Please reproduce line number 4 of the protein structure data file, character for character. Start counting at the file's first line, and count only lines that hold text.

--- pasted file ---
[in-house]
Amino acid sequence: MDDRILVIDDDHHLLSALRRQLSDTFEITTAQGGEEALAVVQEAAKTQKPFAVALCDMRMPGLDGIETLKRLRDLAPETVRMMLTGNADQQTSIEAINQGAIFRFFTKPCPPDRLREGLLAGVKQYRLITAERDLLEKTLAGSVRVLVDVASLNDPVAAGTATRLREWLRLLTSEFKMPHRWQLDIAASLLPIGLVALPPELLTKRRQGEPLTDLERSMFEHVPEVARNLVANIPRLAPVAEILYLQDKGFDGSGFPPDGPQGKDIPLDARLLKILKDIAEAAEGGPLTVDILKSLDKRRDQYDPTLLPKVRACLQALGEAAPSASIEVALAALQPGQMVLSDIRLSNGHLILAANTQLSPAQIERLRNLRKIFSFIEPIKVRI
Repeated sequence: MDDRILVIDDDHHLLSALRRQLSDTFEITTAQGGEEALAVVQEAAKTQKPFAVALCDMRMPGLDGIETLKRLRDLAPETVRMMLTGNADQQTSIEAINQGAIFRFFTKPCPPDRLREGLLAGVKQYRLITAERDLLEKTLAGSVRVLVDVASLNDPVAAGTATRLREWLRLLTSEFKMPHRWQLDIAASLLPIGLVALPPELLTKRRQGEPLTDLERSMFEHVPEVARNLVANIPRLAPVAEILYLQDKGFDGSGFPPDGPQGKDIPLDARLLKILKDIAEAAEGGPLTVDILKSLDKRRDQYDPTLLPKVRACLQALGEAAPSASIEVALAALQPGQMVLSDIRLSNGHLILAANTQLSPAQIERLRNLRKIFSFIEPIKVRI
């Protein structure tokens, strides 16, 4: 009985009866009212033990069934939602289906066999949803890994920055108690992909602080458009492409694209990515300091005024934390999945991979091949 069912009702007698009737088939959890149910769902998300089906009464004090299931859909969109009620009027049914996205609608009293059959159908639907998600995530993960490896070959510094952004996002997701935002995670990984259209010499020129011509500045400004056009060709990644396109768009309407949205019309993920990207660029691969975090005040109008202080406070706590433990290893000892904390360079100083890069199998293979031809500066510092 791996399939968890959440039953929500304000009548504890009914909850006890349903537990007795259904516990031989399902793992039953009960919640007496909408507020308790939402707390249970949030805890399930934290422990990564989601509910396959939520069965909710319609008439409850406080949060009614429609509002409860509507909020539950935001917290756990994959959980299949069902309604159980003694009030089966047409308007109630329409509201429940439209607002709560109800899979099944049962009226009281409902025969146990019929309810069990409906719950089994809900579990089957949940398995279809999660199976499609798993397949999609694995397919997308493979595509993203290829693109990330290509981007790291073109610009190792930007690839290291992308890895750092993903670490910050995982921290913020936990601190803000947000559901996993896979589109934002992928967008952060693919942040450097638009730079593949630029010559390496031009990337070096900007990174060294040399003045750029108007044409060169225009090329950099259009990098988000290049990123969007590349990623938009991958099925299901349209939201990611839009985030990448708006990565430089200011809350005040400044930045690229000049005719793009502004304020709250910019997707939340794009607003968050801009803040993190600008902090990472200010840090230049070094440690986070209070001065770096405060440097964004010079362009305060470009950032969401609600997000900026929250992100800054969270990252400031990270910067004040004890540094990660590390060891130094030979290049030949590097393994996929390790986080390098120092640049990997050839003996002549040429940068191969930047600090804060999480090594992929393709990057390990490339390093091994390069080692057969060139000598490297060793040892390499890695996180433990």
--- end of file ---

């Protein structure tokens, strides 16, 4: 009985009866009212033990069934939602289906066999949803890994920055108690992909602080458009492409694209990515300091005024934390999945991979091949 069912009702007698009737088939959890149910769902998300089906009464004090299931859909969109009620009027049914996205609608009293059959159908639907998600995530993960490896070959510094952004996002997701935002995670990984259209010499020129011509500045400004056009060709990644396109768009309407949205019309993920990207660029691969975090005040109008202080406070706590433990290893000892904390360079100083890069199998293979031809500066510092 791996399939968890959440039953929500304000009548504890009914909850006890349903537990007795259904516990031989399902793992039953009960919640007496909408507020308790939402707390249970949030805890399930934290422990990564989601509910396959939520069965909710319609008439409850406080949060009614429609509002409860509507909020539950935001917290756990994959959980299949069902309604159980003694009030089966047409308007109630329409509201429940439209607002709560109800899979099944049962009226009281409902025969146990019929309810069990409906719950089994809900579990089957949940398995279809999660199976499609798993397949999609694995397919997308493979595509993203290829693109990330290509981007790291073109610009190792930007690839290291992308890895750092993903670490910050995982921290913020936990601190803000947000559901996993896979589109934002992928967008952060693919942040450097638009730079593949630029010559390496031009990337070096900007990174060294040399003045750029108007044409060169225009090329950099259009990098988000290049990123969007590349990623938009991958099925299901349209939201990611839009985030990448708006990565430089200011809350005040400044930045690229000049005719793009502004304020709250910019997707939340794009607003968050801009803040993190600008902090990472200010840090230049070094440690986070209070001065770096405060440097964004010079362009305060470009950032969401609600997000900026929250992100800054969270990252400031990270910067004040004890540094990660590390060891130094030979290049030949590097393994996929390790986080390098120092640049990997050839003996002549040429940068191969930047600090804060999480090594992929393709990057390990490339390093091994390069080692057969060139000598490297060793040892390499890695996180433990």